#10 marcw

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Posted 01 July 2018 - 07:11 AM

Lubing the o ring on a regular basis is important not only to prevent pinches when screwing them down, but to prevent the o-ring from breaking from the twisting pressure. I heard a pop when I was underwater one time and noticed the strobe stopped firing and then the red light  went out. When I got out I saw that the o-ring had burst and the battery compartment was flooded. However, I rinsed the compartment with fresh water and went over the contacts with vinegar and the strobe recovered just fine. 

what do you mean the o-ring burst?



#11 Magrone

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Posted 01 July 2018 - 08:31 AM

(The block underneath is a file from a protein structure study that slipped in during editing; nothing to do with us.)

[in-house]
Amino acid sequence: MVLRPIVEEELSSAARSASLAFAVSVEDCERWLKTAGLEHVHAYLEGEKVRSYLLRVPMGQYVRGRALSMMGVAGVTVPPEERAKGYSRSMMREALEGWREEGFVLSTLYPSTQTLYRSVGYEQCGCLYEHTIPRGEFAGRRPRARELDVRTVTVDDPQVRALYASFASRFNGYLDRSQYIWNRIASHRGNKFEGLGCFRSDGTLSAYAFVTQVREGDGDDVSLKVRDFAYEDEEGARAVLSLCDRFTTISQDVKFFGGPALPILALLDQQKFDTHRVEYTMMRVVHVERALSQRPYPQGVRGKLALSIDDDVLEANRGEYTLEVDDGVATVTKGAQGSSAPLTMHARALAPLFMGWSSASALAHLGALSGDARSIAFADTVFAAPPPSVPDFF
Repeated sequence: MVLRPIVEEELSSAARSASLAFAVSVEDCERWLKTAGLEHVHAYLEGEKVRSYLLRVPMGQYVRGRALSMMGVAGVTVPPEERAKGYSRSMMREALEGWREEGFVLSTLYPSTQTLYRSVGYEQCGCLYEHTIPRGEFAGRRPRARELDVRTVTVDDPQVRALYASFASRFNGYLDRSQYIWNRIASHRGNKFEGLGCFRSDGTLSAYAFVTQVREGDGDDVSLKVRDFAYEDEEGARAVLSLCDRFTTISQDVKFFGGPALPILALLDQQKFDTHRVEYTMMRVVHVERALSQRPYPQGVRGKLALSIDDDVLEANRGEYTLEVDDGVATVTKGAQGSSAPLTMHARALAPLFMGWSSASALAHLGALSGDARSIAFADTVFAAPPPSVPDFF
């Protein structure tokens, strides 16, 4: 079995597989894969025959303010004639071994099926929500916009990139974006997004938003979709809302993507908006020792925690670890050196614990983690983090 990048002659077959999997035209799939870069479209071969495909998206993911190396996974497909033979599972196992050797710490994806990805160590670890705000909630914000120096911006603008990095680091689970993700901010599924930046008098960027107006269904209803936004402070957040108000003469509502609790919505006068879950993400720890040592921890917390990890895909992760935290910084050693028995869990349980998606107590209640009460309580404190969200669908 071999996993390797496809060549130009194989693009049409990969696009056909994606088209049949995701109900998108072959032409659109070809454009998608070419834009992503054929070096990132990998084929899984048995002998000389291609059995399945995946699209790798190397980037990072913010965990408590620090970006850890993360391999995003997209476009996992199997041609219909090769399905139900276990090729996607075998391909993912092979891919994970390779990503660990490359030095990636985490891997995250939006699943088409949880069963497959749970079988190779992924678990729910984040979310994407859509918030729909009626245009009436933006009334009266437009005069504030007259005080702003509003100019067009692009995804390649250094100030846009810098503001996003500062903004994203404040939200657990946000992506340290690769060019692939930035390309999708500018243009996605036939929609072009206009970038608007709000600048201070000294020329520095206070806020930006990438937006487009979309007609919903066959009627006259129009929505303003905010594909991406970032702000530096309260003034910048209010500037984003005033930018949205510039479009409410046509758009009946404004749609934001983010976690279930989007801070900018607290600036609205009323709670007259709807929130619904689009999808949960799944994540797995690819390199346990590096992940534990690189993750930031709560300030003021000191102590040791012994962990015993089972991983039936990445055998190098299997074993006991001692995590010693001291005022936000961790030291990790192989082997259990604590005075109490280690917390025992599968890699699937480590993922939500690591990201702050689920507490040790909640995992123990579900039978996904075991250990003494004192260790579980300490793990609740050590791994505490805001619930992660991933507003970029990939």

The o-ring had been severed from the twisting pressure... Im assuming thats the pop that I heard, because the strobe itself was fine.

#12 bryan.nazareno

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Posted 17 November 2018 - 11:30 AM

my brand new inon 240 type 4 recently flooded on the second day of use in a liveaboard. not sure why and how not both were purchased new and o rings greased pn the first day of the liveaboard.

Inon rep says the flooded one can not be repaired. so now.lookimg for another z40


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#13 bryan.nazareno

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Posted 17 November 2018 - 11:32 AM

Unlike Jeff, my flooded Z240 pushed water everywhere into the strobe. Not sure why, but this version was not sealed.
Bill

same situation but mine likely worse as it was just my 5th dove with the set and they were both new.

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#14 ChrisRoss

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Posted 21 November 2018 - 05:16 AM